A friend told me that if he sees one more email with the words gender diversity in the subject line he is going to hit delete.
One of the reasons for his burnout is that so many articles focus only on the problem and not on the solution. My goal is that this post makes it past his filter!
There are companies out there that do “get it.” Not only do they use gender intelligent thinking in the workplace, they also use it to sell to their target customer: the financially confident woman. She is already big business, and will only become bigger in the future. By sharing the stories of these companies, we discover needed solutions, we reshape our business strategies, we sell more, and we make more money.
How does gender intelligent thinking lead to business success?
A diverse group will ask different questions when analyzing investment opportunities and making critical business decisions. Often, these points do not occur to non-diverse teams.
In 2016, I interviewed Michel Landel, CEO of Sodexo, at the Global Women’s Forum in Deauville, France. Sodexo is a $14.5 billion market cap food services and facilities management company. Landel was ranked number 67 on Harvard Business Review’s list of “The Best-Performing CEOs in the World” for 2015.
His secret? He surrounds himself with women.
Sodexo’s 2016 research report, “Gender-Balanced Teams Linked to Better Business Performance: A Sodexo Study” is a must read. This study analyzed key business performance indicators (KPIs) from 100 global entities and 50,000 managers in 80 countries — from C-Suite to site management. It looked at how gender balance affects both financial and non-financial performance.
The results clearly confirm that “the optimal balance corresponds to a male-female ratio between 40% and 60%, reinforcing that no one gender is better than the other. Rather, diversity is key to enhanced performance.”
What about gender intelligent thinking in the financial industry?
As of 2014, only 11% of senior venture capital employees globally were women. In private equity buyout firms, the number was a mere nine percent. This is according to work done by Preqin Research. Even in the more general world of finance, women represent less than one in five CFA charterholders globally as of 2016.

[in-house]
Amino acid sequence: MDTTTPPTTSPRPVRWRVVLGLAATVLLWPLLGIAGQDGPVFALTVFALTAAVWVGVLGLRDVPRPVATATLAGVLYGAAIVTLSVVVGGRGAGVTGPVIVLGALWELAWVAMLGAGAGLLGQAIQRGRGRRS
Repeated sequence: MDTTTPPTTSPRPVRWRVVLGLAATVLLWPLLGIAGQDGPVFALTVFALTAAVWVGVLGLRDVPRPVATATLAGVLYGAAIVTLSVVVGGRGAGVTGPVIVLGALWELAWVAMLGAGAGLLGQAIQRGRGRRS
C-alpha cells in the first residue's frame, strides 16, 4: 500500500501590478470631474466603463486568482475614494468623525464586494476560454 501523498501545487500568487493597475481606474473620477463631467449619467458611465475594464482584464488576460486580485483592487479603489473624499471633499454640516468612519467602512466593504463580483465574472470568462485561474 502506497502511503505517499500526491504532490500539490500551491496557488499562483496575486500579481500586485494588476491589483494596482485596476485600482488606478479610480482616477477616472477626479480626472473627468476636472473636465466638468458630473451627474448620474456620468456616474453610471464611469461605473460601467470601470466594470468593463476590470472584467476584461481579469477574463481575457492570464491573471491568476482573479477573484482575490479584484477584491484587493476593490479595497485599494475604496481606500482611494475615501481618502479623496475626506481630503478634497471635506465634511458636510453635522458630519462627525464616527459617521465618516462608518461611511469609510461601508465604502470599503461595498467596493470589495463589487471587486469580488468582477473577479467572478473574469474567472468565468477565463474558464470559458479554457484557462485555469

In portfolio management, a 2015 Morningstar study reported that mixed gender equity teams beat all male or all female teams over each of three-, five-, and 10-year periods.
“An Investor’s Guide to Gender Diversity,” a study recently published by Morgan Stanley, states that “A persuasive argument for diversity and equality can also be anchored to the bottom line, where ensuring that more women are working and leading in the workplace is simply good business, especially for investors who not only care about the ethics, but also want returns.”
Christine Lagarde, managing director, International Monetary Fund, asserts that adding women is critical. Using Canada as an example, she estimates that the impact of eliminating the current gap of 7% between male and female labor force participation would increase Canada’s mean real GDP by 4.5%.
Given that finance is arguably the most important sector in driving global economic growth, we must share positive stories to encourage change.
Kensington Capital Partners, for example, is a firm that is “doing it right.” Full disclosure: I was recently commissioned to write a research report titled, “Kensington Capital Partners: A Corporate Role Model for Diversity in the Financial Industry.”
The most often-cited reasons for the lack of female talent in finance are the long hours, the difficulty in balancing work and family life, and the general shortage of available qualified female candidates.
Kensington has over 50% female employees across all areas of the company, shattering these arguments and challenging the prevailing status quo in the industry.